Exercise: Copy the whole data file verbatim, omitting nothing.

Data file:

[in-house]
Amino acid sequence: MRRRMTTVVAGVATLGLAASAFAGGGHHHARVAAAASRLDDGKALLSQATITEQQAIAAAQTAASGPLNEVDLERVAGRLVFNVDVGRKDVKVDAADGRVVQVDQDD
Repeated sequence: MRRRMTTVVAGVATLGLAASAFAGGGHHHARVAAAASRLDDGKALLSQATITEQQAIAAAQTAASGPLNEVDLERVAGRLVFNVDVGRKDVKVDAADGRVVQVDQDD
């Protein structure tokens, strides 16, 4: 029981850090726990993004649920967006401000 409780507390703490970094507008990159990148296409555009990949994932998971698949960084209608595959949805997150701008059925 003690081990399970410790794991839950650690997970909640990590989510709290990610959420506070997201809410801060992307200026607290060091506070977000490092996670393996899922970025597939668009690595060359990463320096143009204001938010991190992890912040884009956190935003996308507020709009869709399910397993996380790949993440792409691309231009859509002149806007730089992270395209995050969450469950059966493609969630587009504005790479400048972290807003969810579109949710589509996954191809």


[in-house]
Amino acid sequence: MRRRMTTVVAGVATLGLAASAFAGGGHHHARVAAAASRLDDGKALLSQATITEQQAIAAAQTAASGPLNEVDLERVAGRLVFNVDVGRKDVKVDAADGRVVQVDQDD
Repeated sequence: MRRRMTTVVAGVATLGLAASAFAGGGHHHARVAAAASRLDDGKALLSQATITEQQAIAAAQTAASGPLNEVDLERVAGRLVFNVDVGRKDVKVDAADGRVVQVDQDD
């Protein structure tokens, strides 16, 4: 029981850090726990993004649920967006401000 409780507390703490970094507008990159990148296409555009990949994932998971698949960084209608595959949805997150701008059925 003690081990399970410790794991839950650690997970909640990590989510709290990610959420506070997201809410801060992307200026607290060091506070977000490092996670393996899922970025597939668009690595060359990463320096143009204001938010991190992890912040884009956190935003996308507020709009869709399910397993996380790949993440792409691309231009859509002149806007730089992270395209995050969450469950059966493609969630587009504005790479400048972290807003969810579109949710589509996954191809």